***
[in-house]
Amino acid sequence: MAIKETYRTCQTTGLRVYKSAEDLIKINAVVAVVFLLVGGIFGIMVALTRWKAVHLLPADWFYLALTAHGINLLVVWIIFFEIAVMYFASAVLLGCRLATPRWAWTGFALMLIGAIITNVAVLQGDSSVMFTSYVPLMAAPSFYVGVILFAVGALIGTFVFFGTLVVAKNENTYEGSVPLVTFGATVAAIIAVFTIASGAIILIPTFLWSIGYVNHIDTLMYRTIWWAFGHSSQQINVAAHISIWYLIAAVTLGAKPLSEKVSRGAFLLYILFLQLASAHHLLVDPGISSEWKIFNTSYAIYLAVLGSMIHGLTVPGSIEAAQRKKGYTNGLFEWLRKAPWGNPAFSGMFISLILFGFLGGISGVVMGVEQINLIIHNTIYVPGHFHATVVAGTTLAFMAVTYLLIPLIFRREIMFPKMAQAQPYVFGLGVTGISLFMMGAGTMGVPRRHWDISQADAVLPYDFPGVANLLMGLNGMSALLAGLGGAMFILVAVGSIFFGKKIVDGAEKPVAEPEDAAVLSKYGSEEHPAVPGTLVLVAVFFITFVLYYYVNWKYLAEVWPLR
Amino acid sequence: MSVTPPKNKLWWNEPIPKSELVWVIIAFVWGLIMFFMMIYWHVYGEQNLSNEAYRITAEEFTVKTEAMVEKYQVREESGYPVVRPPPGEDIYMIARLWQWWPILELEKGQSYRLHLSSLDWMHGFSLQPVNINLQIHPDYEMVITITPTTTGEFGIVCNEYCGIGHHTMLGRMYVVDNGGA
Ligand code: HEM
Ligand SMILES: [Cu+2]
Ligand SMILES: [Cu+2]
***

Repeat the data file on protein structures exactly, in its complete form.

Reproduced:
[in-house]
Amino acid sequence: MAIKETYRTCQTTGLRVYKSAEDLIKINAVVAVVFLLVGGIFGIMVALTRWKAVHLLPADWFYLALTAHGINLLVVWIIFFEIAVMYFASAVLLGCRLATPRWAWTGFALMLIGAIITNVAVLQGDSSVMFTSYVPLMAAPSFYVGVILFAVGALIGTFVFFGTLVVAKNENTYEGSVPLVTFGATVAAIIAVFTIASGAIILIPTFLWSIGYVNHIDTLMYRTIWWAFGHSSQQINVAAHISIWYLIAAVTLGAKPLSEKVSRGAFLLYILFLQLASAHHLLVDPGISSEWKIFNTSYAIYLAVLGSMIHGLTVPGSIEAAQRKKGYTNGLFEWLRKAPWGNPAFSGMFISLILFGFLGGISGVVMGVEQINLIIHNTIYVPGHFHATVVAGTTLAFMAVTYLLIPLIFRREIMFPKMAQAQPYVFGLGVTGISLFMMGAGTMGVPRRHWDISQADAVLPYDFPGVANLLMGLNGMSALLAGLGGAMFILVAVGSIFFGKKIVDGAEKPVAEPEDAAVLSKYGSEEHPAVPGTLVLVAVFFITFVLYYYVNWKYLAEVWPLR
Amino acid sequence: MSVTPPKNKLWWNEPIPKSELVWVIIAFVWGLIMFFMMIYWHVYGEQNLSNEAYRITAEEFTVKTEAMVEKYQVREESGYPVVRPPPGEDIYMIARLWQWWPILELEKGQSYRLHLSSLDWMHGFSLQPVNINLQIHPDYEMVITITPTTTGEFGIVCNEYCGIGHHTMLGRMYVVDNGGA
Ligand code: HEM
Ligand SMILES: [Cu+2]
Ligand SMILES: [Cu+2]